Ultimately, Ebert brought the ability to debate and talk about movies into the mainstream; his greatest legacy may in the long run not be the movie reviews themselves. It may simply be opening several generations to an idea that has been there all along: the discussion of art between two people can be a powerful thing, revealing sometimes more about the viewer than the piece itself.
It was less a band playing than a giant multimedia performance. Of course the band was playing perfectly in time. The (probably) rehearsed banter was perfect. You know who else plays impeccably, with rehearsed between song banter? The Rock-a-Fire Explosion.
I’ve never told this story. Well, in much detail. So here goes.
I never really got along well with my grandpa. He wasn’t a very nice guy. A lot of people have rosy stories about their grandpa, you know, giving them Werthers Originals and telling them stories about “The War” (capital T capital W) on their knee. Mine wasn’t really the case.
The most he saw of the war was the inside of a building in England, for all I know. The family joke was that he just took the two pages on “teeth” in the medical journal and ripped them out and never really fought… but he’d talk about it like he was there. He was that kind of person, I guess, if you were to be picky about people’s stories. And to talk about them like this when they aren’t around to defend themselves. Not that he would have.
I don’t really believe in God. Not with a capital “G”, anyway. I don’t believe there’s a personable “thing” at the end of this that will judge you, rather, that you are your own judge, and that your own hell is the one you put yourself through. A lot of people don’t realize their discrepancies and that’s the biscuit you take when you sign up for any sort of reward list RE: religion RE: guilt RE: shame RE: any sort of anything, really. You are – at the end of this – the only thing short of a court of law that can ever really judge you. Now I’ve gotten that out the way.
I plan to one day write about this side of the family, so I’ll keep this short, and paraphrase it, and hopefully the overriding message of “FOR THE LOVE OF GOD THERE IS FUCKING BEAUTY IN THIS WORLD” will overscore the words I type into a bullshit computer on a bullshit running tab that is this “blog.” But hey, why not. I could get hit by a bus tomorrow, so fuck it, here’s a story.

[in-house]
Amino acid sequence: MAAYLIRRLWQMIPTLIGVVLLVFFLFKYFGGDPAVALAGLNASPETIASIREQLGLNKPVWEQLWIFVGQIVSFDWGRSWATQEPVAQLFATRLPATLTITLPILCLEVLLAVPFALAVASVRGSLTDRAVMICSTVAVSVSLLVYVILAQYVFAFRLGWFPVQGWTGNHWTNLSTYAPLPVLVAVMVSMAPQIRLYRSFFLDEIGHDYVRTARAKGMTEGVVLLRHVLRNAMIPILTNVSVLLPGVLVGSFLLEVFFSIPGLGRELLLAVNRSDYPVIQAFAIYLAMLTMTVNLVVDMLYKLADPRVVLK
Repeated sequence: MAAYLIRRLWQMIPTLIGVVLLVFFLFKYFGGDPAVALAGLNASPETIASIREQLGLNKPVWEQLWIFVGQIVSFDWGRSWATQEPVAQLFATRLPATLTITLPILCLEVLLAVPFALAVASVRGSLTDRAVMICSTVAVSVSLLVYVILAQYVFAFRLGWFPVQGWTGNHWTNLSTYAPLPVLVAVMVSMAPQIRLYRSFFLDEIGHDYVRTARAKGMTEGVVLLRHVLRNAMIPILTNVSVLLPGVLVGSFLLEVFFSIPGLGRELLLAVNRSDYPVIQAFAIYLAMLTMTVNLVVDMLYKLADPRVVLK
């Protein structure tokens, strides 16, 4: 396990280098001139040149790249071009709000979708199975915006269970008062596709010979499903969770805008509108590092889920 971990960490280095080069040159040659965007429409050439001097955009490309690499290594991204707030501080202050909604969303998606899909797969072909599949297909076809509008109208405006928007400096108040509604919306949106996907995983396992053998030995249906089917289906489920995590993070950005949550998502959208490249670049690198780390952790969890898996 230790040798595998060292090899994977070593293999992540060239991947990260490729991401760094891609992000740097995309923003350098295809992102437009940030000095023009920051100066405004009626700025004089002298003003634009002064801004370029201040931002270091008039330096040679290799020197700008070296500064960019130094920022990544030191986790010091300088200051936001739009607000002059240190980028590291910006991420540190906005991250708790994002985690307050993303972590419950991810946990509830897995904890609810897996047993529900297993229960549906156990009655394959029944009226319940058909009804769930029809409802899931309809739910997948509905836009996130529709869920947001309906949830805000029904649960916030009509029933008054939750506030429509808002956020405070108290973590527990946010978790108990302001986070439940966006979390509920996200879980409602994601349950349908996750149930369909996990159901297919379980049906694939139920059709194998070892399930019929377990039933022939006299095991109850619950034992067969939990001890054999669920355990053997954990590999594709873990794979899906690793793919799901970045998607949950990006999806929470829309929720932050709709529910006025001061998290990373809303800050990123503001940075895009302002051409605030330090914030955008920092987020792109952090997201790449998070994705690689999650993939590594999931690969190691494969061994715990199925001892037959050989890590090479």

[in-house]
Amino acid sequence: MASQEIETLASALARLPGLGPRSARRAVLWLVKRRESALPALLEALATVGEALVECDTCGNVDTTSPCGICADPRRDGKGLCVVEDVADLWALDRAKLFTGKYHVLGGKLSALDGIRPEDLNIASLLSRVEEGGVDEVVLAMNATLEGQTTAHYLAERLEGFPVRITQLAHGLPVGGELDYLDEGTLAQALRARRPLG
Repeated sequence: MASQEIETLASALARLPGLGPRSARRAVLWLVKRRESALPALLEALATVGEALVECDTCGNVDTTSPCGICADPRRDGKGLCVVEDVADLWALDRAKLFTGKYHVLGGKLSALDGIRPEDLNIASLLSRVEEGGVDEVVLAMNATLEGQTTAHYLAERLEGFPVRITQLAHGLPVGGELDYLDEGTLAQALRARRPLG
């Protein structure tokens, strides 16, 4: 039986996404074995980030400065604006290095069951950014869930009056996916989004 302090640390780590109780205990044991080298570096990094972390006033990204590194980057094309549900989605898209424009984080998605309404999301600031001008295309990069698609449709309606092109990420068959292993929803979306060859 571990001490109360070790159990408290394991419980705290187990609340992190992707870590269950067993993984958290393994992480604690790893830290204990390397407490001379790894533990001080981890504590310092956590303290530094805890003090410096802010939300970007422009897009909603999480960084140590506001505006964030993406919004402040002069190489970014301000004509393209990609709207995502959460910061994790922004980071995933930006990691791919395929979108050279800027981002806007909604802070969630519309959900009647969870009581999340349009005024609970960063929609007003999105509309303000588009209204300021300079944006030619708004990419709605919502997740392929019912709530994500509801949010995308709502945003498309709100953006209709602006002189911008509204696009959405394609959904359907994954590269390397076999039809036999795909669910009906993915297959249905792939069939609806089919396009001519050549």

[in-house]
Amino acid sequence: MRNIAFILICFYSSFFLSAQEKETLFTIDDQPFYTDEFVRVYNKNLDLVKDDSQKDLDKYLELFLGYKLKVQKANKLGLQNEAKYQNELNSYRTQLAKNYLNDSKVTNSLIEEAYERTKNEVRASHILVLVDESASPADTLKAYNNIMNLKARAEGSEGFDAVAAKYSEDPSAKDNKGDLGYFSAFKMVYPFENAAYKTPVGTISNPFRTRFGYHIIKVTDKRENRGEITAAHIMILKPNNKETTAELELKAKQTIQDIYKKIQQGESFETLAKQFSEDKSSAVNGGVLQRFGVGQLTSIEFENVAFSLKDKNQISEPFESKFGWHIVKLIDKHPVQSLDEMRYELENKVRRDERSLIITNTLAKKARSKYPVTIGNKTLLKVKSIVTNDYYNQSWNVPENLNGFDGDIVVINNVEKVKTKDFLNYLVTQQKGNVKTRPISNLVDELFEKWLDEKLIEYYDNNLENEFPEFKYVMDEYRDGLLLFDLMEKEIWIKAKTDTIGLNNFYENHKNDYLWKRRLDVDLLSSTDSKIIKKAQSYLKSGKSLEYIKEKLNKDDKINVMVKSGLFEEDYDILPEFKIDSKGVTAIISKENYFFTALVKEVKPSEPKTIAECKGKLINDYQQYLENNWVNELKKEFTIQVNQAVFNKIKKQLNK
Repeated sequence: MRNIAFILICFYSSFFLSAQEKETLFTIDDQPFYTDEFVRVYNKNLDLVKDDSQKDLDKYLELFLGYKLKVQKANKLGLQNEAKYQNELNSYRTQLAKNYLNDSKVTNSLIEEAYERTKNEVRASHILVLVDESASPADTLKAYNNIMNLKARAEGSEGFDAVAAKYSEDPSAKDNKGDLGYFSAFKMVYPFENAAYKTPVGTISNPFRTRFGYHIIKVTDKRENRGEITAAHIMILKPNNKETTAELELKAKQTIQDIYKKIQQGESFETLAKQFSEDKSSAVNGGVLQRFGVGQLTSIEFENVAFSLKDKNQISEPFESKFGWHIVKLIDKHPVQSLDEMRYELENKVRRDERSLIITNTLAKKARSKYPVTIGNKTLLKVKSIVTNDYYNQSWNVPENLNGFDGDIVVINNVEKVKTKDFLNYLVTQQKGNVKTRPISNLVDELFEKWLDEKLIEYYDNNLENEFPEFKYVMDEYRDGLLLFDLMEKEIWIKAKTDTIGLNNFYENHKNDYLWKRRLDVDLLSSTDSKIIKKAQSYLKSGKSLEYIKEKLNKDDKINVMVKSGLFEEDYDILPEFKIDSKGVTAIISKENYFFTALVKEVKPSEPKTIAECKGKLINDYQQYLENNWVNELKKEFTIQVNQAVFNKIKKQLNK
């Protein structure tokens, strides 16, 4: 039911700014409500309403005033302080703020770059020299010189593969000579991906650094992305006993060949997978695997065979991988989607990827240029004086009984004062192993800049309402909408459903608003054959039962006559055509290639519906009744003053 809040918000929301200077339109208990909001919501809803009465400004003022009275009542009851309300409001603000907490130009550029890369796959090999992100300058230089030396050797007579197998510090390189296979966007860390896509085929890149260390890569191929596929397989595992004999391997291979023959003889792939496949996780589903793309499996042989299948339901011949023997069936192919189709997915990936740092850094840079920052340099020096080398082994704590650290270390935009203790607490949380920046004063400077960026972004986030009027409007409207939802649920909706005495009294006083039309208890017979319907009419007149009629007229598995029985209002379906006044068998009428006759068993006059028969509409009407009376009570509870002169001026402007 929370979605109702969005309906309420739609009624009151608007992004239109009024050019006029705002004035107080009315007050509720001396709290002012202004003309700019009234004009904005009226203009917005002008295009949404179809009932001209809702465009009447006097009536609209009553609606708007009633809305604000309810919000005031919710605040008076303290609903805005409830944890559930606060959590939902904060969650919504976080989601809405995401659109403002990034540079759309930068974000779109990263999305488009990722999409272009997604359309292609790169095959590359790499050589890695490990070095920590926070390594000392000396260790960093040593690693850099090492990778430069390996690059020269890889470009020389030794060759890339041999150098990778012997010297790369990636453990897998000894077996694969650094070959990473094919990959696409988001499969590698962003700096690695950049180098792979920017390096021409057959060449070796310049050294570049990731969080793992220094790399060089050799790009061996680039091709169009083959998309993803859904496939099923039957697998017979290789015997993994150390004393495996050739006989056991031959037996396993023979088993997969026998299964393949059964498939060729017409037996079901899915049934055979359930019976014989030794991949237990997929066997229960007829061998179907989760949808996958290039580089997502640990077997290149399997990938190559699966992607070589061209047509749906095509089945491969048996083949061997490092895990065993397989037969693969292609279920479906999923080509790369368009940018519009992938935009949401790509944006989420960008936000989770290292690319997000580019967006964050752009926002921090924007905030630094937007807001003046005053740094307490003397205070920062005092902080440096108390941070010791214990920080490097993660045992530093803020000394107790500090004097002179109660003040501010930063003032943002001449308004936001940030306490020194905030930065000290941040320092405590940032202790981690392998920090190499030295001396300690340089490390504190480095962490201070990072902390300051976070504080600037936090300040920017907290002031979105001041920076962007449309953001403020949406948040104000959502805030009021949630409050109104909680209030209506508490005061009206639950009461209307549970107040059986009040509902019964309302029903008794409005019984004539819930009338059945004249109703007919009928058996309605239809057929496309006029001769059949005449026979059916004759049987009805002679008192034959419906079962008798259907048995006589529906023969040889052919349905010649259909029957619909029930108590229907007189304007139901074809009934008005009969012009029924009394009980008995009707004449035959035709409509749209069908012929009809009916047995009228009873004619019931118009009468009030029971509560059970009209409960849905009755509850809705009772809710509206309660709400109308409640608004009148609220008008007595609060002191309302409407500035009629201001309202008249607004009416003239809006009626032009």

Grandpa was not entirely dissimilar to Royal Tenenbaum before he died, in that I think he understood how much of a bastard he’d been to so many people, and that, truthfully, if I may be so bold to say, he had been, to many people in this world.
The guy was a fucking genius, for starters. There’s a family story about how he managed to keep the power on for the village something something “family story that gets passed around” something something “stories that are told when someone dies.” There were a couple of stories that came out after he died that made sense – were the missing puzzle pieces, I suppose. He wasn’t a “great” man. He was a bit of a bastard. He wasn’t a kind man. But towards the end I personally believe he was conscious of this and tried to rectify it.
How he died was pretty interesting.
After spending some 84 years of being a bastard, he developed a brain tumor towards the end. He denied it. He was in and out of hospital for a little while; his brain slowly going; his wit – what there was of it – forgetting who he was talking to mid-sentence. Truth be told it was a strange thing for the family to go through. Here was the source of much misery going forth unto a place where we would not know.
So he’s losing it, little by little, and when something like that happens to someone you know, it’s always difficult. Again – he was a very confusing guy, if you had known him. I wish there was a way for this to translate off of the page. It’s hard to capture the prism of identity in a few short words.
So my Grandma is watching from the window one day, after he gets back from the hospital, and from what I was told he told her that he was going to go for a walk. This wasn’t unusual. He did like to go for walks, often with the dogs, which he didn’t really like, just put up with. So he goes for a walk.
My Grandma is watching from the window as he gets upon the 4ft tall wall by their house at the time. The wall leads onto farmland. The wall had been there forever.
An 84 year old man gets up on a wall at 3 in the afternoon and starts balancing himself as he’s walking along, like a child would. Again. Like a child would. From what I was told he had his arms outstretched and he’s –
– and I guess that’s when it hit him.
Something clicks, and he’s off the wall.
No more. Tumor overrun brain. Something. Chemical.
Off of the wall.
There are members of my family that never quite forgave him for who he was when he was alive. But he went out like a child. He went out in a moment of… honestly… I can’t even give it a name. He went out in a moment of clarity that (in my mind) makes up for (or at least gives somewhat of a poetic end to) the person that he had been for so many years.
He forgot about everything else, and decided to get up on the wall as if he was a child and walk across it with the gaiety and playfulness that some of spend out whole lives trying to forget. And he found it. Right at the very end of his life he found some sort of clarity.
And, no matter who he was in the rest of his days on this earth, to that moment at the very end of his life, I can only applaud.